Last summer in a talk entitled “The Harmony of Contemplation,” author and educator Tracy Lee Simmons briefly contrasted the educated mind with the propagandized mind: “[What is] the difference between the educated and the propagandized mind? The one is prompted to think, the other is anesthetized to thought. The one is given the greatest questions, the other is supplied with canned answers. The one seeks a measured and rational view of oneself and others, the other can be lulled into satisfaction with caricatures.”
As our children grow, we parents are often faced with questions that baffle us, stump us, and ultimately, humble us. As this occurs, remembering Mr. Simmons’ three comparisons can help us educate our children as opposed to merely propagandizing them.
The one is prompted to think, the other anesthetized to thought.
Often the questioning of our teenagers, especially if there are several in the home, can become overwhelming, and eventually, frustrating. We often misjudge the tension we feel from their questioning as rebellion, when often it may be genuine inquiry. The recognition between the two takes wisdom. However, the assumption that most questions are rebellious questions would create an atmosphere which anesthetizes thought rather than prompting it.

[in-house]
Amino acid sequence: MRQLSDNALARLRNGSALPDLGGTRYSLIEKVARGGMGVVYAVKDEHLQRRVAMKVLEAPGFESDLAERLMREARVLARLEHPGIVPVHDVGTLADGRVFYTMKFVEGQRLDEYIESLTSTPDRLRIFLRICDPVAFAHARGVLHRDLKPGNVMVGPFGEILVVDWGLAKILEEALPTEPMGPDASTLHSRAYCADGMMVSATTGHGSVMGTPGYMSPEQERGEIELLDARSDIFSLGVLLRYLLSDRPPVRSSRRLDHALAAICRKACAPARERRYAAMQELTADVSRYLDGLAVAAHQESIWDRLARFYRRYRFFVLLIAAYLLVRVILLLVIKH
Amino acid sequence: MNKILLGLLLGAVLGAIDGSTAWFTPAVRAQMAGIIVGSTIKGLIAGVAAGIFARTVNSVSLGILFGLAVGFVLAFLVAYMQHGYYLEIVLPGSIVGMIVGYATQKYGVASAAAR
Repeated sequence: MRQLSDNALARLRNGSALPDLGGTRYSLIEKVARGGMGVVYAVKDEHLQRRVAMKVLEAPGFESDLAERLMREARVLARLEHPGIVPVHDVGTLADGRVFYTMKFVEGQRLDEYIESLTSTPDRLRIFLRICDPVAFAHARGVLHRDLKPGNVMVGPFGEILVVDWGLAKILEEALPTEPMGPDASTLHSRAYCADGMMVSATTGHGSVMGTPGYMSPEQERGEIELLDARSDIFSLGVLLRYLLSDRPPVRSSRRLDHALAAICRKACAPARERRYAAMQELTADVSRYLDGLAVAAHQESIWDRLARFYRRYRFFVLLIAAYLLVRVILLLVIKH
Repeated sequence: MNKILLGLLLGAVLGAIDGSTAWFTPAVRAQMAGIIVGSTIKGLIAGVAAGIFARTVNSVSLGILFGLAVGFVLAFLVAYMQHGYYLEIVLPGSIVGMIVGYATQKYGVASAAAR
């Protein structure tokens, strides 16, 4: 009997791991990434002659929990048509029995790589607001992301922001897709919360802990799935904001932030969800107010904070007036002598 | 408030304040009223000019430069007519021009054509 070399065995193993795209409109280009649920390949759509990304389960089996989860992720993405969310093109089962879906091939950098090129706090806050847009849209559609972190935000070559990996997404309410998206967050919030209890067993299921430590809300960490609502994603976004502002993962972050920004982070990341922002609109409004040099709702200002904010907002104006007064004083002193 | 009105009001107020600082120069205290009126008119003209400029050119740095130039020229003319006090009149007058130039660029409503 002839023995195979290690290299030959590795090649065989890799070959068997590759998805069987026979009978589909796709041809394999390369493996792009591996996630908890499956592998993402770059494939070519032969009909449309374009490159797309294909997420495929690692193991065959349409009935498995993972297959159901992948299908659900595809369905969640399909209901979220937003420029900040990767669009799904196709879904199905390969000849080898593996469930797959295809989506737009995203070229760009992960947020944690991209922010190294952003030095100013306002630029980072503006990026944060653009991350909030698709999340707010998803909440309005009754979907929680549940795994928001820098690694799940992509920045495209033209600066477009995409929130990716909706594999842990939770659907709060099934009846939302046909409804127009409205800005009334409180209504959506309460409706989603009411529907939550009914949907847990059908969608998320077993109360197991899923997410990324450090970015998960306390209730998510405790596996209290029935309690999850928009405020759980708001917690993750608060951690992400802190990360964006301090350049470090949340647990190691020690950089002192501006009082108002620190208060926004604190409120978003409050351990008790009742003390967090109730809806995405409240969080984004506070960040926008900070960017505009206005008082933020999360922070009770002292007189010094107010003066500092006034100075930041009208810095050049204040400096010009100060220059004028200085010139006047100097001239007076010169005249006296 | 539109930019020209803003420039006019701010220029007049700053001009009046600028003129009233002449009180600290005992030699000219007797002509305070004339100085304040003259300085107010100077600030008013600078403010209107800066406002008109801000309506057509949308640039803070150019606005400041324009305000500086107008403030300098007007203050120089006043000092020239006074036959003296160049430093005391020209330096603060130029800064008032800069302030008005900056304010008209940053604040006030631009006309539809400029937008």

The one is given the greatest questions, the other is supplied with canned answers.
The catechism of our little ones is often referred to pejoratively as a “drill and kill” technique, and if we imagine that the short answer to the catechism question contains the fullness of human understanding for that particular question, then the opponents of catechesis would be correct. However, if we recognize that these great catechetical questions can result in even greater questions, then the short answer will not become canned. It will become a seed that matures into a vine bearing fruit, each of which contains more great questions for the next generation.
The one seeks a measured and rational view of oneself and others, the other can be lulled into satisfaction with caricatures.
As we enter into the campaign for the next U.S. President, we are frequently reminded that America has not been educated; we have been propagandized. Every candidate is a caricature of this or that ideology, and America is satisfied with choosing their favorite caricature from the available choices. Neither the parties nor the voters have received an education, so the propaganda floats to the top, satisfying all those involved.
As we listen to our children and hear their questions, we can either foster “a measured and rational view” of humanity, or we can fill their minds with ideological caricatures and canned answers. The choice is ours every time they ask a question.